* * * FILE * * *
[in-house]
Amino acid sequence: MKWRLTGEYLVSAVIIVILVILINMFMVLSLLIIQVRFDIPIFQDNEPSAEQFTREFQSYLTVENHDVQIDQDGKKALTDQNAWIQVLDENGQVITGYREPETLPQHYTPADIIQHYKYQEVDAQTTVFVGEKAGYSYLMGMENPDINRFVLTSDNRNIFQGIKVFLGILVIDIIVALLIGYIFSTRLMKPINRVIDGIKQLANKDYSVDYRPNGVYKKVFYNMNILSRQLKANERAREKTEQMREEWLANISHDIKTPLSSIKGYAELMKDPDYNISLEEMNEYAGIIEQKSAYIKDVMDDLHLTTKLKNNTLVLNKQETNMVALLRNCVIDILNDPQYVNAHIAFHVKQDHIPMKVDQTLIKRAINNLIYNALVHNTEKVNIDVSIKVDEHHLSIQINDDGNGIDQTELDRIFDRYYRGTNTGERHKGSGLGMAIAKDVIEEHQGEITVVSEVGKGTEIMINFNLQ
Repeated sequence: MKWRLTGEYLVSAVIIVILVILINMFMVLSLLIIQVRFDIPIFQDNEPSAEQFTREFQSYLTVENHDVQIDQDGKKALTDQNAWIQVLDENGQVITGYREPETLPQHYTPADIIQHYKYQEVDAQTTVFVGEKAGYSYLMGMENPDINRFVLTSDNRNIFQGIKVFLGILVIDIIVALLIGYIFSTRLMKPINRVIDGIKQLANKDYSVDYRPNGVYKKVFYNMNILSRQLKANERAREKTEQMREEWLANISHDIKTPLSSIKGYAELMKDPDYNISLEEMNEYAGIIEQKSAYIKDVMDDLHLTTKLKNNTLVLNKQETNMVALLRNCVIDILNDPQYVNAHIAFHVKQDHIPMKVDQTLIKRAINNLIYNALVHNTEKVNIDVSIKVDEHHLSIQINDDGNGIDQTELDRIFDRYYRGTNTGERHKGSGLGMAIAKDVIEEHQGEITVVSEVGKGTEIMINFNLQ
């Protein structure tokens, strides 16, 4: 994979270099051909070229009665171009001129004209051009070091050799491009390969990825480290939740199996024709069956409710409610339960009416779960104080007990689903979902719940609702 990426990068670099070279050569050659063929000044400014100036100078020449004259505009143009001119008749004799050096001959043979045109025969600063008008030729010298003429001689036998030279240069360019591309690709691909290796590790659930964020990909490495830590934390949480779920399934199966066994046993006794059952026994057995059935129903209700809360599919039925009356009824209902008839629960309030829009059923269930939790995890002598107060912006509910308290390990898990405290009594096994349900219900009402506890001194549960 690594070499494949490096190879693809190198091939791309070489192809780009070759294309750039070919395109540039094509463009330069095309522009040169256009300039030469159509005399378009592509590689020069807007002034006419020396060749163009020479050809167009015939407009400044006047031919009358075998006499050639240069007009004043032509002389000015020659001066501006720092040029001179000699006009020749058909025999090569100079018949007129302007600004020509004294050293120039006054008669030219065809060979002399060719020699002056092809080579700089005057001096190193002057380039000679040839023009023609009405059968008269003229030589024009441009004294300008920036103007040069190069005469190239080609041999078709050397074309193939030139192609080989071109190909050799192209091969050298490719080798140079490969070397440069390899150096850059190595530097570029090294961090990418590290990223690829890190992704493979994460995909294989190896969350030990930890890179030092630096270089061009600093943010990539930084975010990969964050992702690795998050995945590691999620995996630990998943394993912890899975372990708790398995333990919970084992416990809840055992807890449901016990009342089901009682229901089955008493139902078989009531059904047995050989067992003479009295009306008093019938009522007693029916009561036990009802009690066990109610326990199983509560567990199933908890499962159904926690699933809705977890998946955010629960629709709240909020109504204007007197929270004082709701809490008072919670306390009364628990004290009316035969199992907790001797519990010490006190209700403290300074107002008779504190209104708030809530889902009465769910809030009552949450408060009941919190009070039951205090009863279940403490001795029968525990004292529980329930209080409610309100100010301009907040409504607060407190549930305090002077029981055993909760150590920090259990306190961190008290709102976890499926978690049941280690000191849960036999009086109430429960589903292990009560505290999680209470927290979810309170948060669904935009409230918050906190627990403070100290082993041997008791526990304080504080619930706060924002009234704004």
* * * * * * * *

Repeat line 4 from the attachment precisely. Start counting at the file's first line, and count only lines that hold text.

């Protein structure tokens, strides 16, 4: 994979270099051909070229009665171009001129004209051009070091050799491009390969990825480290939740199996024709069956409710409610339960009416779960104080007990689903979902719940609702 990426990068670099070279050569050659063929000044400014100036100078020449004259505009143009001119008749004799050096001959043979045109025969600063008008030729010298003429001689036998030279240069360019591309690709691909290796590790659930964020990909490495830590934390949480779920399934199966066994046993006794059952026994057995059935129903209700809360599919039925009356009824209902008839629960309030829009059923269930939790995890002598107060912006509910308290390990898990405290009594096994349900219900009402506890001194549960 690594070499494949490096190879693809190198091939791309070489192809780009070759294309750039070919395109540039094509463009330069095309522009040169256009300039030469159509005399378009592509590689020069807007002034006419020396060749163009020479050809167009015939407009400044006047031919009358075998006499050639240069007009004043032509002389000015020659001066501006720092040029001179000699006009020749058909025999090569100079018949007129302007600004020509004294050293120039006054008669030219065809060979002399060719020699002056092809080579700089005057001096190193002057380039000679040839023009023609009405059968008269003229030589024009441009004294300008920036103007040069190069005469190239080609041999078709050397074309193939030139192609080989071109190909050799192209091969050298490719080798140079490969070397440069390899150096850059190595530097570029090294961090990418590290990223690829890190992704493979994460995909294989190896969350030990930890890179030092630096270089061009600093943010990539930084975010990969964050992702690795998050995945590691999620995996630990998943394993912890899975372990708790398995333990919970084992416990809840055992807890449901016990009342089901009682229901089955008493139902078989009531059904047995050989067992003479009295009306008093019938009522007693029916009561036990009802009690066990109610326990199983509560567990199933908890499962159904926690699933809705977890998946955010629960629709709240909020109504204007007197929270004082709701809490008072919670306390009364628990004290009316035969199992907790001797519990010490006190209700403290300074107002008779504190209104708030809530889902009465769910809030009552949450408060009941919190009070039951205090009863279940403490001795029968525990004292529980329930209080409610309100100010301009907040409504607060407190549930305090002077029981055993909760150590920090259990306190961190008290709102976890499926978690049941280690000191849960036999009086109430429960589903292990009560505290999680209470927290979810309170948060669904935009409230918050906190627990403070100290082993041997008791526990304080504080619930706060924002009234704004």